Coal getting us out of a hole

It seems like an amazing admission in these times — that we still need coal to keep the lights on.

A high percentage of New Zealand’s electricity — about 80% — comes from renewable hydro or geothermal sources, should anyone need reminding of the fact. We have built a proud reputation for generating power from largely clean sources.

Yet the minute any extra pressure is placed on our creaking national grid, by constraints on generating plant, particularly when South Island hydro-electric lakes are low, or when there is high demand caused by a cold snap, we still have to reach for coal as our saviour.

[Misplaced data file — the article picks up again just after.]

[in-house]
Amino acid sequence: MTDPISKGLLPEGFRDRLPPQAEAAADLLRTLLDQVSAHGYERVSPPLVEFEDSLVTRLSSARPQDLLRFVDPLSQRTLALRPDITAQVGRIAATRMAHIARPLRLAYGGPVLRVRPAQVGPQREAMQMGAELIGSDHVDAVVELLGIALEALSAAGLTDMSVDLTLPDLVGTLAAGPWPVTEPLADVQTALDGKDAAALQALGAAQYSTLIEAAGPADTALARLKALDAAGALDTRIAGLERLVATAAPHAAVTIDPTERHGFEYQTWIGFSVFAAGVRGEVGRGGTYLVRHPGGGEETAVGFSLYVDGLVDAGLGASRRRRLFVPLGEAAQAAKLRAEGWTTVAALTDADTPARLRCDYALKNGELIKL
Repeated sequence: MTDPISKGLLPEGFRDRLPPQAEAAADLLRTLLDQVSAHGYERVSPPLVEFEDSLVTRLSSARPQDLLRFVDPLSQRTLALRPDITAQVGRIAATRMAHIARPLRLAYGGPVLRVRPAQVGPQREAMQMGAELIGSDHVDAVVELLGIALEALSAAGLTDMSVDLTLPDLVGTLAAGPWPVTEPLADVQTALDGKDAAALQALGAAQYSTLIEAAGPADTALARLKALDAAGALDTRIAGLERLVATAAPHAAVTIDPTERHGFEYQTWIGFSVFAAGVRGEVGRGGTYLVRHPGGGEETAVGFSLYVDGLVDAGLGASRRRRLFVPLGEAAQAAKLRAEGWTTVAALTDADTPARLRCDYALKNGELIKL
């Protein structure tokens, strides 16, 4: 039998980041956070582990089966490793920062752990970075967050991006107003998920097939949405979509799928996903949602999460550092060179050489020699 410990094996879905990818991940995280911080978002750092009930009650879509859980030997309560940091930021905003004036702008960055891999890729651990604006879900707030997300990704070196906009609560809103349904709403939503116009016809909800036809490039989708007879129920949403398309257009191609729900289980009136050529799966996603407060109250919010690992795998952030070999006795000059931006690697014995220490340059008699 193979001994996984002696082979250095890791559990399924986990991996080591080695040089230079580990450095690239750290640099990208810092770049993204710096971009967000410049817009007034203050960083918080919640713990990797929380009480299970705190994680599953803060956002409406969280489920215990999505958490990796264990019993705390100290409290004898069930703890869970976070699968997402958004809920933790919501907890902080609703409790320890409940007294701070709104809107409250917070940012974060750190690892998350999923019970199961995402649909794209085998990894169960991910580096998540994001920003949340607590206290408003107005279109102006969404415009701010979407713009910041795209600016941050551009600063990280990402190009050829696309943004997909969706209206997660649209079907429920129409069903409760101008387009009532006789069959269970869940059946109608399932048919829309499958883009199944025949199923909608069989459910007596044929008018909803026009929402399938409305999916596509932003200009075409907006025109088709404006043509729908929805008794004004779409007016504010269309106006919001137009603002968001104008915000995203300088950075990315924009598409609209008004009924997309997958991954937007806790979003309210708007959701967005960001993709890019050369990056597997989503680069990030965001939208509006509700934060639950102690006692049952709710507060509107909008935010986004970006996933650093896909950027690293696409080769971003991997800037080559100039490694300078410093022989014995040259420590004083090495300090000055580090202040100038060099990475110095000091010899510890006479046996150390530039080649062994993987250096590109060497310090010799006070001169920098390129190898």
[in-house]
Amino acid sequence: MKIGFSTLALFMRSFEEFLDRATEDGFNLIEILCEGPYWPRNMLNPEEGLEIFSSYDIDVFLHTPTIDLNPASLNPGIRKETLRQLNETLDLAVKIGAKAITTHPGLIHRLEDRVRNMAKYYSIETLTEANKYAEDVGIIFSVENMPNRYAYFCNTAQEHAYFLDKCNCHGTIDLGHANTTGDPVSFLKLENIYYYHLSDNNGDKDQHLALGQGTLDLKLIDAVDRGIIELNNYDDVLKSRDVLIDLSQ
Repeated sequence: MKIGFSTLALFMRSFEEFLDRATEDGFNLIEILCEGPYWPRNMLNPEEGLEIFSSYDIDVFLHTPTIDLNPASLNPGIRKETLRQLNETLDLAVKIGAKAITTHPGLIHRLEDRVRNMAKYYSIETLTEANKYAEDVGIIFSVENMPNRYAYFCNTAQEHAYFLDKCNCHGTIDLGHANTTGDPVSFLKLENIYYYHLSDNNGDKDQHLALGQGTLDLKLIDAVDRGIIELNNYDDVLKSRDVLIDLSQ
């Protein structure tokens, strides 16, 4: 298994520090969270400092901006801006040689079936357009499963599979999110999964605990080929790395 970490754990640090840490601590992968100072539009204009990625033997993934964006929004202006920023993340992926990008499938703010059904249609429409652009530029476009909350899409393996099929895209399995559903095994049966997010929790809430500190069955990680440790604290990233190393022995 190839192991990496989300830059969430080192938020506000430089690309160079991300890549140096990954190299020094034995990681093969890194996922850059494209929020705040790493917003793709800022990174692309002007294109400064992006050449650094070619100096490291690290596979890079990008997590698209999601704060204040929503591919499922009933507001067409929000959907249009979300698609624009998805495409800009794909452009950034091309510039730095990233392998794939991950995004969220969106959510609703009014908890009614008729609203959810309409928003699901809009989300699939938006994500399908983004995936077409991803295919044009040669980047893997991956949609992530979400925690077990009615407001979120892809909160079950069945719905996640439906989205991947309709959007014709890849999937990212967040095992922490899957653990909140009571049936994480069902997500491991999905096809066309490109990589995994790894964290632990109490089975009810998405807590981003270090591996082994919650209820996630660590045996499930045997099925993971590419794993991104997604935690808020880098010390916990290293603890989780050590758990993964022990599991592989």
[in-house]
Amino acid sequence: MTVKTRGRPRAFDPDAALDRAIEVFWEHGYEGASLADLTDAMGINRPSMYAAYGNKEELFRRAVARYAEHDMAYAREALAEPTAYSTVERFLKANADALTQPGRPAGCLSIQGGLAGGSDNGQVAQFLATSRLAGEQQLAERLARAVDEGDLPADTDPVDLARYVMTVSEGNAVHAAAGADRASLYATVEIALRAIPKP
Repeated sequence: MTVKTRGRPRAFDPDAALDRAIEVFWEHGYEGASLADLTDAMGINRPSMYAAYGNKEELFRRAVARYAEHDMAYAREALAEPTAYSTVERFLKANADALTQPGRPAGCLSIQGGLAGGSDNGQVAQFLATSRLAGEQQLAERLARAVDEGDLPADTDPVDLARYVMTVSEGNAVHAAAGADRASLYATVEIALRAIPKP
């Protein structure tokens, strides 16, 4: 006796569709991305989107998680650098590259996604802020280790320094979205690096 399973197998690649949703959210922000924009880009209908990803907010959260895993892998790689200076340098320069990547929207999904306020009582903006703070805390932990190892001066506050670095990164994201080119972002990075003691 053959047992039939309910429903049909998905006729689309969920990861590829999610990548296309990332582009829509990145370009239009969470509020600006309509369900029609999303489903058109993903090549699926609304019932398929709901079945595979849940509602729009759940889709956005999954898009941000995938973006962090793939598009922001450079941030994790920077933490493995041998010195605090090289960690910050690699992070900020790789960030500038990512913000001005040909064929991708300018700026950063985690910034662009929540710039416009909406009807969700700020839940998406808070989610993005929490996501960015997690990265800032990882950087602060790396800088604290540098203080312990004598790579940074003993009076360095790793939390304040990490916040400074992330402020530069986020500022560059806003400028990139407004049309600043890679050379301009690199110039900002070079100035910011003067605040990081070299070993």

Figures released this week by the Ministry of Business, Innovation and Employment provide a shocking example of this. In the first half of this year, more than 1 million tonnes of coal was burnt in New Zealand, a greater amount than used in any full-year since 2012.

Between April and June, 12% of the nation’s electricity came from burning coal, and in that quarter coal imports were the highest on record, at 632,000 tonnes.

The upshot of this is that renewable energy generation in the quarter dropped to 75%, the lowest since 2013 and more than 10 percentage points down on the highest recorded, in December 2019.

This amount of coal burning is an inconvenient truth for the Government and Energy Minister Megan Woods.

It is also embarrassing for a government which has expressly stated its desire to have 100% renewable electricity by 2030.